Publics are split when it comes to personal feelings of pride, shame or both for their country. Only in Germany do roughly half (53%) say they feel proud of their country most of the time. In France and the UK, roughly equal shares of the public say they are proud of their countries as say they are both proud and ashamed. In the U.S., only 39% say they are proud most of the time.
“A patriot is somebody who would be willing to die for you even if they disagree with you.”
–Man, 58, Houston, Independent
In the UK, a majority of those who place themselves on the right of the political spectrum say they are proud of the UK most of the time, 41 percentage points more likely than those who place themselves on the left. The difference between the right and the left is similarly large in America (39 points).
While relatively few across all countries say they are ashamed of their country most of the time, about one-in-five of those on the left in the U.S. and UK express this view. Similar shares of those on the left in the U.S. and UK say they are ashamed of their country as say they are proud of it.
“I like to think that patriotism is a good word, but every experience I have ever had with anybody using it has always been negative.”
–Man, 57, Seattle, Independent
Attitudes toward tradition shape personal feelings of pride among those in the U.S., the UK and France. Those who feel their country will be better off sticking to its traditions are more likely than those who feel their country will be better off if it is open to changes to say they are proud of their country.
Christians are more likely than non-Christians to say they are proud of their country in every country surveyed. (In Germany and the UK, non-Christians were less likely to respond to the question.) This divide is largest in the U.S., where 48% of Christians say they are proud of their country most of the time, compared with 22% of non-Christians.
U.S. and UK focus group participants share points of pride and shame in their countries
Focus group participants in the U.S. and UK were prompted to name things that made them proud and ashamed to be American or British. Shared points of pride between participants in both countries included history, education, diversity and sports. U.S. discussions, for their part, focused more on freedom, the right to vote and being known as a land of opportunity. In Britain, the emphasis was on the National Health Service, the royal family and the widespread usage of the English language.
Participants in both countries cited being ashamed about racism and political correctness. Those on the left in both the U.S. and UK tended to cite racism as a source of shame, while those on the right mentioned “PC culture.” Both Americans and Britons also named their respective head of state as a source of embarrassment (focus groups were conducted in 2019, when Donald Trump was president). And while U.S. participants also named the opioid epidemic as a source of shame, UK groups brought up Brexit and the behavior of British people abroad.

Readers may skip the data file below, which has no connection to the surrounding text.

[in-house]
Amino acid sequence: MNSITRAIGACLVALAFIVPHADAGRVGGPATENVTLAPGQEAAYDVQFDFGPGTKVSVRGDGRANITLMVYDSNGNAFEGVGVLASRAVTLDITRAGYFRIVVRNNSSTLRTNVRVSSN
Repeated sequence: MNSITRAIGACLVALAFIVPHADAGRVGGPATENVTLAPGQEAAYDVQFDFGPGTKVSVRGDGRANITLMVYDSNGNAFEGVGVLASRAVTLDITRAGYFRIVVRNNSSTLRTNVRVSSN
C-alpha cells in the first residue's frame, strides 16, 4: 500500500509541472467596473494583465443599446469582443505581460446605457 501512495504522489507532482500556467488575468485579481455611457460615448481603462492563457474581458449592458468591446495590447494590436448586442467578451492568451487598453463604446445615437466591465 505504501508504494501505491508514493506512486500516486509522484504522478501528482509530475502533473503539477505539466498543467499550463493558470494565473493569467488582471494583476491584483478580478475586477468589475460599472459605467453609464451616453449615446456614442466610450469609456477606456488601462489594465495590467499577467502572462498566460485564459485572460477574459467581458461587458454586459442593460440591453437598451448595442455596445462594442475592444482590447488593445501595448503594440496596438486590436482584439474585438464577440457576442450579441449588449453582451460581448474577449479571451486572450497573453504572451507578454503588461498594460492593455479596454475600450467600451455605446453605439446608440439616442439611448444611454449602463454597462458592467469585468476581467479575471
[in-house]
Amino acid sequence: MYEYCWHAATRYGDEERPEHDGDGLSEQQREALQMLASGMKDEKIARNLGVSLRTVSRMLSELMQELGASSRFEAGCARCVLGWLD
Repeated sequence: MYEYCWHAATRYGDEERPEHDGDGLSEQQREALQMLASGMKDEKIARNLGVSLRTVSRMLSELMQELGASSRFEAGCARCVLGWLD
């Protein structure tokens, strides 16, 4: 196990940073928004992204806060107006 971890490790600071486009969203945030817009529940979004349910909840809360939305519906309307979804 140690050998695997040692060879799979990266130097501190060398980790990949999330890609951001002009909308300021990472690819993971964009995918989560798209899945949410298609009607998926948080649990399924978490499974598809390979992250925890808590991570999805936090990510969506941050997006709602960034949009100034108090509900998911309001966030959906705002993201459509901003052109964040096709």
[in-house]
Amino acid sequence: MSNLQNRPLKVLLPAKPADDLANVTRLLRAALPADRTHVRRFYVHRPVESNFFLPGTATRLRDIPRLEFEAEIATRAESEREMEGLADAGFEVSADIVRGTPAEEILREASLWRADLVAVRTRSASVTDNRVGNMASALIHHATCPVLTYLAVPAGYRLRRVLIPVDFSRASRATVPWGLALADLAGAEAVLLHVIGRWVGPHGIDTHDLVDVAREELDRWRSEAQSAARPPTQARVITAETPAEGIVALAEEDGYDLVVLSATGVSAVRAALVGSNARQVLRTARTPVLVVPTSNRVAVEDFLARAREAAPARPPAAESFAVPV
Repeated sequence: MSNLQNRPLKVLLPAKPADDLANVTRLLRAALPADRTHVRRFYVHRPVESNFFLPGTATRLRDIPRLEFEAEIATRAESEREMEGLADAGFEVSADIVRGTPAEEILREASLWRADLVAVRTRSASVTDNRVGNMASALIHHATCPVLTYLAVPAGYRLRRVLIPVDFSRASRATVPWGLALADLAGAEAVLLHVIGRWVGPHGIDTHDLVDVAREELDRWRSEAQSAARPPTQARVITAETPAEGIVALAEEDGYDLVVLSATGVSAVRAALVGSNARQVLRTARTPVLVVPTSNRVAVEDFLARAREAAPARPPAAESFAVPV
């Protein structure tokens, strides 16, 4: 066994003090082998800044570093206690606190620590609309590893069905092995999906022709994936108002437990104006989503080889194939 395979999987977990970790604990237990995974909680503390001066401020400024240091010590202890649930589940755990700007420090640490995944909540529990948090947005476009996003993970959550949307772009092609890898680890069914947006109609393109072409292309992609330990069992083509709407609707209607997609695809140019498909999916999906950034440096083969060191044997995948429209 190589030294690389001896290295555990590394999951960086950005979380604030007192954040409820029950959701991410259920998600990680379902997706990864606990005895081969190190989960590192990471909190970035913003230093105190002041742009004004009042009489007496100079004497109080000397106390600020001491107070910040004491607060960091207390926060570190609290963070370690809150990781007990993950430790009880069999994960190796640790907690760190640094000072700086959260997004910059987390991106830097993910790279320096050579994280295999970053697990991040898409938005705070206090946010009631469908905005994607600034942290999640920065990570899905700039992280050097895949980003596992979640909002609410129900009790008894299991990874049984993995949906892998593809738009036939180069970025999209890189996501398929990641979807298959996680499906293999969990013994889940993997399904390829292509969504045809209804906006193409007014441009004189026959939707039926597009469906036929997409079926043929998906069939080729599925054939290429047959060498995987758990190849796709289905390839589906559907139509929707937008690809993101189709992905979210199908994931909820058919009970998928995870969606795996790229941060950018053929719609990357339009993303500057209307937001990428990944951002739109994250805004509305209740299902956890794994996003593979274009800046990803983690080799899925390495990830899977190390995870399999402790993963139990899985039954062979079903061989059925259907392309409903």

What does it mean to be a patriot?
Focus groups conducted in 2019 across the U.S. were asked to describe a strong patriot. Often, the first characterization was someone who serves or served in the military. Participants who identified as Republican, independent and Democratic all cited military service or respect for the military in general as elements of a patriot.
In general, Republican participants tended to see “patriot” as a positive label. However, other respondents hesitated to embrace the word. For example, a discussion among independents in Houston suggested that “patriot” as a term has been co-opted and has grown to mean something more extreme or even racist. People also expressed a tension between the concept of patriotism and what they imagined patriots to look like. For example, Democratic participants often cited “patriots” as those who wore “Make America Great Again” hats, but noted this as a tension or distortion of what they viewed as patriotism in its ideal sense.
The American flag was commonly evoked in the conversation, but differently depending on political persuasion. Republican participants, for their part, described patriots as people who would stand up for the flag. (Around the time focus groups were conducted, Colin Kaepernick, a former NFL quarterback well known for kneeling during the national anthem, was in the news regarding a workout with the Atlanta Falcons.) And while participants of all political stripes discussed how patriots are likely to embrace or fly the flag, Democrats often criticized the flag as something people “hide behind.”
UK focus group participants were asked to describe someone with a strong British national identity and some echoed the concerns expressed in U.S. groups: that patriotism is often distorted to validate extreme viewpoints, such as racism. One discussion among Remain voters suggested that Leavers were more associated with “Britishness,” but in an exclusionary way, hence the need to leave Europe. A participant in a focus group of right-leaning Leavers felt she couldn’t express patriotism for risk of offending others. The example discussed by the group centered around putting up flags, another parallel to U.S. group discussion of patriots and patriotism.